Leaked Info Allegedly Shows The Absurd Lengths BofA Goes To Spy On Hackers



Anonymous hackers have released 14 gigabytes of information allegedly related to Bank of America and a web intelligence firm it hired to spy on hackers and social activists last year.

Emails detail how employees of TEKSystems actively watched hacker forums and social media sites for any remotely relevant pieces of "intelligence."

The leak includes a list of more than 10,000 words, phrases, and (seemingly arbitrary) Wikipedia entries — everything from "jihad" to "keg stand" to "I Wish That I Had Duck Feet" — used to find items on forums like anonops and sites including Facebook, Twitter (and Tweetdeck), pastebin, and various blogs.

A press release from Par:AnoIA (aka Anonymous Intelligence Agency) states that the data "clearly shows that the research was sloppy, random and valueless."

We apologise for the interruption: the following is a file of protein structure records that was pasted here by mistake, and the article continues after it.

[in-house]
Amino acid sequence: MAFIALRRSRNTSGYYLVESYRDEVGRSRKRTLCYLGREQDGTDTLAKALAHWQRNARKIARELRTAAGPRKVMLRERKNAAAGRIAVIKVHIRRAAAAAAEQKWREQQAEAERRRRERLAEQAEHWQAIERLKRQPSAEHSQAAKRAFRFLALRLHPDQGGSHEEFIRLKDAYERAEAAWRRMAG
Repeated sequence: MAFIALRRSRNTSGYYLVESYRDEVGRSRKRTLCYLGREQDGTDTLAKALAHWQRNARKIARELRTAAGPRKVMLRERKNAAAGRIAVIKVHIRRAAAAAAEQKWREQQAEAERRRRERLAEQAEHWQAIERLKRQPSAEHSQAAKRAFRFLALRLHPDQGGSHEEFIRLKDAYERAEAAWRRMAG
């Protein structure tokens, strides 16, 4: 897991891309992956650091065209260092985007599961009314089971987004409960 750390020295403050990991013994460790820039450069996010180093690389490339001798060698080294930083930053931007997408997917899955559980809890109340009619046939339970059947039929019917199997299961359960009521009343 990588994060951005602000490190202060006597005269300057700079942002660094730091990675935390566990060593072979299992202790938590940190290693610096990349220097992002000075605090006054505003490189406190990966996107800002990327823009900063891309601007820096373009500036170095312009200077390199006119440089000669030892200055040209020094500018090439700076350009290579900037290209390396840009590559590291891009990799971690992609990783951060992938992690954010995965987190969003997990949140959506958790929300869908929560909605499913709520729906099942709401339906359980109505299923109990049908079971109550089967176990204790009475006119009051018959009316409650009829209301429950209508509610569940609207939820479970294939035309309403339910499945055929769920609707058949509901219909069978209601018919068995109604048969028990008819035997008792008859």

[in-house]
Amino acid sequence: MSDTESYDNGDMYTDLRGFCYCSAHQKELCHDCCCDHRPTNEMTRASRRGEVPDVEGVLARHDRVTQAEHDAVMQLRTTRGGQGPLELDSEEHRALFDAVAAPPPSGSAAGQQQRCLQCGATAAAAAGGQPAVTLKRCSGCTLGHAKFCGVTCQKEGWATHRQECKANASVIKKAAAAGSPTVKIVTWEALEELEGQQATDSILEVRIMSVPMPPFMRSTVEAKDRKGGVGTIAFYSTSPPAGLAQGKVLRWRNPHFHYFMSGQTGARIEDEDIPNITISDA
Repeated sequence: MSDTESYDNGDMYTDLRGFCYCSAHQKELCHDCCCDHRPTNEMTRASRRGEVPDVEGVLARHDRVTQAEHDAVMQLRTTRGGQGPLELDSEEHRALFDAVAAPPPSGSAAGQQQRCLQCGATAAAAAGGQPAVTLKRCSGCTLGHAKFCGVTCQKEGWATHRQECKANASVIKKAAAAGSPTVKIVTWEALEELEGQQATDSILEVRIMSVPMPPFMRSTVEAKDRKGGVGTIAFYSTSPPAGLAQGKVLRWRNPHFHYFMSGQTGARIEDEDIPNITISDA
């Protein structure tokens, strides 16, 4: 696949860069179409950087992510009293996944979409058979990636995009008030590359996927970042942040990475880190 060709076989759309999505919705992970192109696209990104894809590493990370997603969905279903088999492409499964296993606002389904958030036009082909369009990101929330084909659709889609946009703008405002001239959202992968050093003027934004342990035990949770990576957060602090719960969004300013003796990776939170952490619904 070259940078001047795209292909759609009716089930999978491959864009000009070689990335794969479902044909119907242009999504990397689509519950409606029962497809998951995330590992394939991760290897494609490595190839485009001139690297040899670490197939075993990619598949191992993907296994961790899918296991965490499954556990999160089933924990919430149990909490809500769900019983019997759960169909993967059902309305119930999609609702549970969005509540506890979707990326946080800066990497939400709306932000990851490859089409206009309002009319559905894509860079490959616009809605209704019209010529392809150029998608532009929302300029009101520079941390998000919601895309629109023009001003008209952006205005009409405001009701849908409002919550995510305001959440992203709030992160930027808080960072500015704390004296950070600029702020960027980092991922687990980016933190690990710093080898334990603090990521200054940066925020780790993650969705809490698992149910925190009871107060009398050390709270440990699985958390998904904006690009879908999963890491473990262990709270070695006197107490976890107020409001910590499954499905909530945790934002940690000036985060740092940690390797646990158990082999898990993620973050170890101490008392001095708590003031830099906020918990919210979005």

But the emails include "Daily Cyber Threat Highlights" that list events and stories from all over the world.

And the data dump adds a new element to what is known about public and private entities surveilling protestors of Occupy Wall Street.

We knew that web intelligence firm Ntrepid mapped online relationships between anarchists and the leaders of Occupy. These documents reveal that TEKSystems assembled "intelligence" reports on both Occupy and hackers for (at least) the first 11 months of 2012.

Anonymous insists it was not a hack:

"[T]he data was not acquired by a hack but because it was stored on a misconfigured server and basically open for grabs. Even more alarming, the data was retrieved from an Israeli server in Tel Aviv."


"As a bonus," the hackers released 4.8 gigabytes of data containing the salary information top executives around the world, including Google CEO Eric Schmidt.